Gregory Porter opens his “musical healing” piece of theater with a haunting rendition of “Nature Boy,” drawing on the lyrics of “a very strange enchanted boy” wandering out of a Nat King Cole song to establish the play’s theme that “The greatest thing you’ll ever learn is just to love and be loved in return.” Porter pulls off a triple play in Nat King Cole and Me — A Musical Healing, serving as playwright, leading actor, and central character. He has cast himself in the image of that wandering boy, searching through his past, desperate for the opportunity to love and be loved by a father who left him unfulfilled on both counts.
Theatergoers will have a hard time ignoring the echoes of the Baz Luhrmann film Moulin Rouge, which makes use of the same song for its opening number and central thematic motif. But while Moulin Rouge confidently reintroduced audiences to the movie musical genre, the world premiere of Nat King Cole and Me in Denver last week gave us a 90 minute show with something of an identity crisis, Porter’s well-intentioned ideas fizzling out before coming to fruition.
Both the play and its main character share a search for identity. Porter explores the void in his life that was left by an absentee father and was ultimately filled by the music of Nat King Cole, who unwittingly took on the role of Porter’s surrogate dad. As a young child, Porter transposed the lyrics that Cole sang about the love between a man and a woman, recasting them to address the lost love between a neglectful father and his son.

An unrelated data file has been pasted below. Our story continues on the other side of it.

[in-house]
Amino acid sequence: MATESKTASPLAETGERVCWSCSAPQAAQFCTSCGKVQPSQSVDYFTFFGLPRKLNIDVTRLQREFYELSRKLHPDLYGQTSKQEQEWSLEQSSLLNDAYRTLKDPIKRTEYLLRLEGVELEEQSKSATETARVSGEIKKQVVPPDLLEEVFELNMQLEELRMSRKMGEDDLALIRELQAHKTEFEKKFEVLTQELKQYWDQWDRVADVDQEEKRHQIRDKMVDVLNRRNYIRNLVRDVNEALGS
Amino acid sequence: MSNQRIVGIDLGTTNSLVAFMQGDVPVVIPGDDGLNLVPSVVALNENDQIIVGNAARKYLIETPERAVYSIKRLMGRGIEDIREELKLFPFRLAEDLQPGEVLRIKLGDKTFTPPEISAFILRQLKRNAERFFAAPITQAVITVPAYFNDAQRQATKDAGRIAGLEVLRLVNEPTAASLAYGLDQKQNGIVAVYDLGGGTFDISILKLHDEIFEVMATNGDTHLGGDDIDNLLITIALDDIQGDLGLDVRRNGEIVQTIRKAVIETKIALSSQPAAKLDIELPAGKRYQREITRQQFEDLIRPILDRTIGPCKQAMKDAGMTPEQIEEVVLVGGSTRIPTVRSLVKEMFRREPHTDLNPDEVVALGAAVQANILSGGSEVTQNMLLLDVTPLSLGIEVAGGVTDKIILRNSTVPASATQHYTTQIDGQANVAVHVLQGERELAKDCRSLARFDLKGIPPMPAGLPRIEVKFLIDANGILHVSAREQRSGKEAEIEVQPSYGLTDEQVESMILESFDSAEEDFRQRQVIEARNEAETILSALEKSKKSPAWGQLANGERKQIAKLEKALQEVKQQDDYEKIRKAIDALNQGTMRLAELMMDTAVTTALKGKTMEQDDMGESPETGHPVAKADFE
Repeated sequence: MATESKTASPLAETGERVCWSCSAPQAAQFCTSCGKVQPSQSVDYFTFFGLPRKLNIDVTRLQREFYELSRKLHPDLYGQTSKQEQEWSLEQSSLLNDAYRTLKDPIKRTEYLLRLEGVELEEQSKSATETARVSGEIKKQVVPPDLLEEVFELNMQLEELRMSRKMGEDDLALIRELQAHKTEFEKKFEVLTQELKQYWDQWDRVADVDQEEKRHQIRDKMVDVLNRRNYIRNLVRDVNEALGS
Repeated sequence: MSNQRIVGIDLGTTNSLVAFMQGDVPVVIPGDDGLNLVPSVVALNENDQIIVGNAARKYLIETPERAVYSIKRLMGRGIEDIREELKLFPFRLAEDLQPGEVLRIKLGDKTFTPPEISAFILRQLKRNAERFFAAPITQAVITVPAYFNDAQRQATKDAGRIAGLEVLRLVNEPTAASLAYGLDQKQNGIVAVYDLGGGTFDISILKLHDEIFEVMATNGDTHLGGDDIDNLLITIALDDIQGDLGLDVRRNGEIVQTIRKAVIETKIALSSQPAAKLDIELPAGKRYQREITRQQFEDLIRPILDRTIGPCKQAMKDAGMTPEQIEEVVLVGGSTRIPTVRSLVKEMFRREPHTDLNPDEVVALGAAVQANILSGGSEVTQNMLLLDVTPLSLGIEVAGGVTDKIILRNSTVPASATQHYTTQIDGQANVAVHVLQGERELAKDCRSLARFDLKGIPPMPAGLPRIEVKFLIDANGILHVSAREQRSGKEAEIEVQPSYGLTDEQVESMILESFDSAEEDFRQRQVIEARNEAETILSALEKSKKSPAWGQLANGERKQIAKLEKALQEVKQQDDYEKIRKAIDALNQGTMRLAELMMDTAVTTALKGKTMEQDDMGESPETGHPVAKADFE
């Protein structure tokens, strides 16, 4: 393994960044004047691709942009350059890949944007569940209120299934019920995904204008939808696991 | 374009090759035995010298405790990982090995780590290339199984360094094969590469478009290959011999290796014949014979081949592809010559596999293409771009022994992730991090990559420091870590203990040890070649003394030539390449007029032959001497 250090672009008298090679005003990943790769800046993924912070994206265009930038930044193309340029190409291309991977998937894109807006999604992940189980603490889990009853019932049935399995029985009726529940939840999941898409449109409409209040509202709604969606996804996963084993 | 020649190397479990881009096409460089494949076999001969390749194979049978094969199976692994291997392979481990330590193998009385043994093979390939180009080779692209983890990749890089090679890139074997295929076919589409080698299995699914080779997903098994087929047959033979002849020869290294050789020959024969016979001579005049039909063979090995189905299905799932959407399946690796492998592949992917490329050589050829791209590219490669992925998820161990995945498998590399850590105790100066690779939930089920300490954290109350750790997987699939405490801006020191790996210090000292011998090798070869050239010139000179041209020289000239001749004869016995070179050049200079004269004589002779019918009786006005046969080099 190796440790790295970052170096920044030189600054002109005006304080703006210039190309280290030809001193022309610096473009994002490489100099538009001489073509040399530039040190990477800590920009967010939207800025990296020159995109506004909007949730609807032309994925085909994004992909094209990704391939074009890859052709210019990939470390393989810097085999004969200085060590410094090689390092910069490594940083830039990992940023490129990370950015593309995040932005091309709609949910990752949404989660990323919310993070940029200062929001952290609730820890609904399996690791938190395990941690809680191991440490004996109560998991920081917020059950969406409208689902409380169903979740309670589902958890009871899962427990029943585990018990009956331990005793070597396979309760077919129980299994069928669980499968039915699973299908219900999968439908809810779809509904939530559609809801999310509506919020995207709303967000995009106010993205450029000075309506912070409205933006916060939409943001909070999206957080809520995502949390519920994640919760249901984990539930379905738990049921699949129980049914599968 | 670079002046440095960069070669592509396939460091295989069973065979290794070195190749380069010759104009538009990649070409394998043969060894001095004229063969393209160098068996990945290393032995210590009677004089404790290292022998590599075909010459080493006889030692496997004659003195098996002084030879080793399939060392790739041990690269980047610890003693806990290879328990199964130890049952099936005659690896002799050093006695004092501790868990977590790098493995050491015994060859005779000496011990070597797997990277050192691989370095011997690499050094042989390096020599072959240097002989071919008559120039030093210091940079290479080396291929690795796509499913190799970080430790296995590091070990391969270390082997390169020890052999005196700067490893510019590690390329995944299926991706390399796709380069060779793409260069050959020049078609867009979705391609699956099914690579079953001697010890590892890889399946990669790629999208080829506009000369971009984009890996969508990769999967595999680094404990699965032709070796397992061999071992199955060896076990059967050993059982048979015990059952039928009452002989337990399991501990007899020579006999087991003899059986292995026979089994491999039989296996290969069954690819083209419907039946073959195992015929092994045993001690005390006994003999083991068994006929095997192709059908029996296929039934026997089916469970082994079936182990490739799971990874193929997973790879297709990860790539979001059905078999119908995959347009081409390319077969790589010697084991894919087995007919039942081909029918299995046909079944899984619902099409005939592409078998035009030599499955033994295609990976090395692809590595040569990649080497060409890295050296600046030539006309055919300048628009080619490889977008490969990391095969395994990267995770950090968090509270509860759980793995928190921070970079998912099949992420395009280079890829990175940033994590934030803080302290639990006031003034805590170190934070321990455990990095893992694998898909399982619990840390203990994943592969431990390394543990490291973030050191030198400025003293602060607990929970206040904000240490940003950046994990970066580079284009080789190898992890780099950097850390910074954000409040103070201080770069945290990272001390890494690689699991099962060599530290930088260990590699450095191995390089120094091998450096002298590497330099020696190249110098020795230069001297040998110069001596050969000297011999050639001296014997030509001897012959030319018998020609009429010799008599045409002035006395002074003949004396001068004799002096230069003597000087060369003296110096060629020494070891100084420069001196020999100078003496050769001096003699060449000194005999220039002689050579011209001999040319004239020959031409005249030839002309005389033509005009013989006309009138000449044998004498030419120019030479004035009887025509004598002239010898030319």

As a child of the ’70s, Porter found himself looking to the television for father figures. As he puts it in his narration, “JJ from Good Times was funny, Huggy Bear from Starsky and Hutch was cool, but Nat was class.” And even though Porter knew that Cole could exist for him only on black vinyl, that was still a step up from his own dad, who was “nowhere around.” It’s an idea that can work but, unfortunately, Porter and collaborator Randal Myler don’t sustain it; too often, they lose focus and the show becomes a straight-ahead tribute to Cole, filled to the brim with loving renditions of his most popular songs.
There has been no shortage of “tribute” musicals in recent years, from Always… Patsy Cline to the growing body of work that Myler has brought to the stage, including Hank Williams: Lost Highway, Love, Janis, and the Tony-nominated It Ain’t Nothin’ But the Blues. For Nat King Cole fans, hearing the first few bars of some of his songs is like reuniting with old friends. Porter’s performance recalls the smooth crooning of Cole and his affection for the material is easily passed along to the audience. But too much of the show consists of concert-style performances of such Cole songs as “Mona Lisa,” “When I Fall in Love,” and “Unforgettable” while Porter’s supporting cast wastes away in the wings: Porter himself plays Gregory, the play’s narrator; Tyriq J. Swingler is Young Gregory; Eloise Laws is Mother; and Porter’s real-life younger brother, Lloyd C. Porter, is Father. The scenes in which the other three characters have dialogue or songs of their own are the play’s strongest but, too often, these performers are relegated to silent pantomime, softly lit as Porter croons another tune center stage.